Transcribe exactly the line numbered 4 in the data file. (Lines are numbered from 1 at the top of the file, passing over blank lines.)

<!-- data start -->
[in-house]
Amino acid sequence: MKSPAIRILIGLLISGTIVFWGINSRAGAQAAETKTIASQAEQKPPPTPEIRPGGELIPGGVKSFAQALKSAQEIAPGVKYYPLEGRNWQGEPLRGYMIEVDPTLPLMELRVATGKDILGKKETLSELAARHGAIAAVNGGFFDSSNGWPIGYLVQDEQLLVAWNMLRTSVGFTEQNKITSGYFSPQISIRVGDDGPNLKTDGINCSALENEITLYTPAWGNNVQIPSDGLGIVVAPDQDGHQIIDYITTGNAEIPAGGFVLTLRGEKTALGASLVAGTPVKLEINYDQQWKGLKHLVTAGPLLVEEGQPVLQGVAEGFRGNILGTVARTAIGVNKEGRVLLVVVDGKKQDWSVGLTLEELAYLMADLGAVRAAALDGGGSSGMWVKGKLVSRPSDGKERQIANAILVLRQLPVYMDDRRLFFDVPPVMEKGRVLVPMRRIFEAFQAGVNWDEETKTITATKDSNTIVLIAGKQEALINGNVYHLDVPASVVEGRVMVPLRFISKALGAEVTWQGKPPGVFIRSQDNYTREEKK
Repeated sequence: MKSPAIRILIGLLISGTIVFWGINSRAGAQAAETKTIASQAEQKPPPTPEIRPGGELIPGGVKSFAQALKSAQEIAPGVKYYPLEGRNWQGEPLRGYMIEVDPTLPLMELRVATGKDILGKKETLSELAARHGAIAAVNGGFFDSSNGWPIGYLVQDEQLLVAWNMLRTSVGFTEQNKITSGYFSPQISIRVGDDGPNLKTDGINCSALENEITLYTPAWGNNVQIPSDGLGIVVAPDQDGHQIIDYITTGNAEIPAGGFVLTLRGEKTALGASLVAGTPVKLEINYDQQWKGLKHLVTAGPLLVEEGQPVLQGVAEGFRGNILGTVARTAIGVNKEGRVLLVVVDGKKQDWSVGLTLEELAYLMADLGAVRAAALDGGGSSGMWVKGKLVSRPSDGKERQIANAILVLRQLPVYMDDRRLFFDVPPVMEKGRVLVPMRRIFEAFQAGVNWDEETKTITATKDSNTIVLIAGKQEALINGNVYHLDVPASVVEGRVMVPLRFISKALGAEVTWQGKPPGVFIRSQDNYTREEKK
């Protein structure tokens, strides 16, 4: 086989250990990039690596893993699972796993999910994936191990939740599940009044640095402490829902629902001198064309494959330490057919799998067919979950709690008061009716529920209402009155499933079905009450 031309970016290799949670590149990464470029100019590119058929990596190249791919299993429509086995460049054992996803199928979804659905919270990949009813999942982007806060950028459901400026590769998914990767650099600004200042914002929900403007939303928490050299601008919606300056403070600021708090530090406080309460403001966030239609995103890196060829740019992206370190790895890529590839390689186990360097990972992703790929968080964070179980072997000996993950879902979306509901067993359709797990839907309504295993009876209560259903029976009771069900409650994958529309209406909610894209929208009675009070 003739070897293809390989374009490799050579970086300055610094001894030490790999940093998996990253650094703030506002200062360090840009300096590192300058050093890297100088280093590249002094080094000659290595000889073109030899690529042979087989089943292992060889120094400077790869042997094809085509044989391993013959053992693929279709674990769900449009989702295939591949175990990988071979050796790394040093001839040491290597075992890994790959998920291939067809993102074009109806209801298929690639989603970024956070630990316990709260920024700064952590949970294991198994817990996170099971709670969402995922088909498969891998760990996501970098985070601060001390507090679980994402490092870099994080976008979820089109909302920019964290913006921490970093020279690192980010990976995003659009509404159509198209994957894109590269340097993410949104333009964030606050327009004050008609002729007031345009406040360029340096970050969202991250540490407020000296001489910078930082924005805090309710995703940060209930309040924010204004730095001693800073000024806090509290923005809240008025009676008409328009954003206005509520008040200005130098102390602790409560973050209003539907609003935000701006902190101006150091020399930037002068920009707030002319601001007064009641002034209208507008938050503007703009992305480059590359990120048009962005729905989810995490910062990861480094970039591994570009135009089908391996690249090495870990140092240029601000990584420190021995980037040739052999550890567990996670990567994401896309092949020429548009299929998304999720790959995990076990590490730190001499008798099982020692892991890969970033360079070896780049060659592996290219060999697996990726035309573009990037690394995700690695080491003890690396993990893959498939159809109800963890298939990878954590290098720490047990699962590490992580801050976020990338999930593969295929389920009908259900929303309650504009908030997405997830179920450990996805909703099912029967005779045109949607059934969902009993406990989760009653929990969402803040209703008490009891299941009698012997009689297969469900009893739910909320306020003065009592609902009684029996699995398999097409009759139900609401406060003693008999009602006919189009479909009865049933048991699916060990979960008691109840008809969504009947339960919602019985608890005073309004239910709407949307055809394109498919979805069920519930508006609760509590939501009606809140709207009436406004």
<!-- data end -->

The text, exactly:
């Protein structure tokens, strides 16, 4: 086989250990990039690596893993699972796993999910994936191990939740599940009044640095402490829902629902001198064309494959330490057919799998067919979950709690008061009716529920209402009155499933079905009450 031309970016290799949670590149990464470029100019590119058929990596190249791919299993429509086995460049054992996803199928979804659905919270990949009813999942982007806060950028459901400026590769998914990767650099600004200042914002929900403007939303928490050299601008919606300056403070600021708090530090406080309460403001966030239609995103890196060829740019992206370190790895890529590839390689186990360097990972992703790929968080964070179980072997000996993950879902979306509901067993359709797990839907309504295993009876209560259903029976009771069900409650994958529309209406909610894209929208009675009070 003739070897293809390989374009490799050579970086300055610094001894030490790999940093998996990253650094703030506002200062360090840009300096590192300058050093890297100088280093590249002094080094000659290595000889073109030899690529042979087989089943292992060889120094400077790869042997094809085509044989391993013959053992693929279709674990769900449009989702295939591949175990990988071979050796790394040093001839040491290597075992890994790959998920291939067809993102074009109806209801298929690639989603970024956070630990316990709260920024700064952590949970294991198994817990996170099971709670969402995922088909498969891998760990996501970098985070601060001390507090679980994402490092870099994080976008979820089109909302920019964290913006921490970093020279690192980010990976995003659009509404159509198209994957894109590269340097993410949104333009964030606050327009004050008609002729007031345009406040360029340096970050969202991250540490407020000296001489910078930082924005805090309710995703940060209930309040924010204004730095001693800073000024806090509290923005809240008025009676008409328009954003206005509520008040200005130098102390602790409560973050209003539907609003935000701006902190101006150091020399930037002068920009707030002319601001007064009641002034209208507008938050503007703009992305480059590359990120048009962005729905989810995490910062990861480094970039591994570009135009089908391996690249090495870990140092240029601000990584420190021995980037040739052999550890567990996670990567994401896309092949020429548009299929998304999720790959995990076990590490730190001499008798099982020692892991890969970033360079070896780049060659592996290219060999697996990726035309573009990037690394995700690695080491003890690396993990893959498939159809109800963890298939990878954590290098720490047990699962590490992580801050976020990338999930593969295929389920009908259900929303309650504009908030997405997830179920450990996805909703099912029967005779045109949607059934969902009993406990989760009653929990969402803040209703008490009891299941009698012997009689297969469900009893739910909320306020003065009592609902009684029996699995398999097409009759139900609401406060003693008999009602006919189009479909009865049933048991699916060990979960008691109840008809969504009947339960919602019985608890005073309004239910709407949307055809394109498919979805069920519930508006609760509590939501009606809140709207009436406004």